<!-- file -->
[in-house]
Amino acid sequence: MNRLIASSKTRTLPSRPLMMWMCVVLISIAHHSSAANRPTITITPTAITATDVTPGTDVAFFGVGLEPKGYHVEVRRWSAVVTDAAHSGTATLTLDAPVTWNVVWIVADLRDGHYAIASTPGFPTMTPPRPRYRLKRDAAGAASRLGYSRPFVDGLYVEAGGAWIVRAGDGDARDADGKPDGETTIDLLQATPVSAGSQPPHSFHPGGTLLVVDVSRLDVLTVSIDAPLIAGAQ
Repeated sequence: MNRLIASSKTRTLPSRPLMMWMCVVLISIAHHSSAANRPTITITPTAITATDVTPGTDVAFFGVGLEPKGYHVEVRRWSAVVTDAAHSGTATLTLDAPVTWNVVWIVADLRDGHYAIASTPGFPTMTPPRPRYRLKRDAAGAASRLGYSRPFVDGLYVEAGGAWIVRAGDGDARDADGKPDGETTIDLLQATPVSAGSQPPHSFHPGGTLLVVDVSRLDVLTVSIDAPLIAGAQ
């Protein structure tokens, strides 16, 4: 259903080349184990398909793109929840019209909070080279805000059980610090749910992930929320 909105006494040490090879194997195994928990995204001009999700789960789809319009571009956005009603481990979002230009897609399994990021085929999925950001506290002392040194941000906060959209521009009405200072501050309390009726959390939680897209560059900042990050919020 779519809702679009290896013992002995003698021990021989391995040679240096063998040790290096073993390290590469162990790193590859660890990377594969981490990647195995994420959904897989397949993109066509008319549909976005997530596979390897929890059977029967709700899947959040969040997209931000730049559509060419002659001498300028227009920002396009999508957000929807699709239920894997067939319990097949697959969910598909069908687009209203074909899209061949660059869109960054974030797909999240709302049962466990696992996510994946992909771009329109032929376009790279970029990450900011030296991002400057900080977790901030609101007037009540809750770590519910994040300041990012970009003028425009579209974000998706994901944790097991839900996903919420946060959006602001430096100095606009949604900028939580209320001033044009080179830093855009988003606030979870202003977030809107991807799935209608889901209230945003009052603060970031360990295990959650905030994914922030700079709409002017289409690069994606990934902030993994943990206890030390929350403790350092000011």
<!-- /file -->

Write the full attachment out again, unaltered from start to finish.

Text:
[in-house]
Amino acid sequence: MNRLIASSKTRTLPSRPLMMWMCVVLISIAHHSSAANRPTITITPTAITATDVTPGTDVAFFGVGLEPKGYHVEVRRWSAVVTDAAHSGTATLTLDAPVTWNVVWIVADLRDGHYAIASTPGFPTMTPPRPRYRLKRDAAGAASRLGYSRPFVDGLYVEAGGAWIVRAGDGDARDADGKPDGETTIDLLQATPVSAGSQPPHSFHPGGTLLVVDVSRLDVLTVSIDAPLIAGAQ
Repeated sequence: MNRLIASSKTRTLPSRPLMMWMCVVLISIAHHSSAANRPTITITPTAITATDVTPGTDVAFFGVGLEPKGYHVEVRRWSAVVTDAAHSGTATLTLDAPVTWNVVWIVADLRDGHYAIASTPGFPTMTPPRPRYRLKRDAAGAASRLGYSRPFVDGLYVEAGGAWIVRAGDGDARDADGKPDGETTIDLLQATPVSAGSQPPHSFHPGGTLLVVDVSRLDVLTVSIDAPLIAGAQ
């Protein structure tokens, strides 16, 4: 259903080349184990398909793109929840019209909070080279805000059980610090749910992930929320 909105006494040490090879194997195994928990995204001009999700789960789809319009571009956005009603481990979002230009897609399994990021085929999925950001506290002392040194941000906060959209521009009405200072501050309390009726959390939680897209560059900042990050919020 779519809702679009290896013992002995003698021990021989391995040679240096063998040790290096073993390290590469162990790193590859660890990377594969981490990647195995994420959904897989397949993109066509008319549909976005997530596979390897929890059977029967709700899947959040969040997209931000730049559509060419002659001498300028227009920002396009999508957000929807699709239920894997067939319990097949697959969910598909069908687009209203074909899209061949660059869109960054974030797909999240709302049962466990696992996510994946992909771009329109032929376009790279970029990450900011030296991002400057900080977790901030609101007037009540809750770590519910994040300041990012970009003028425009579209974000998706994901944790097991839900996903919420946060959006602001430096100095606009949604900028939580209320001033044009080179830093855009988003606030979870202003977030809107991807799935209608889901209230945003009052603060970031360990295990959650905030994914922030700079709409002017289409690069994606990934902030993994943990206890030390929350403790350092000011």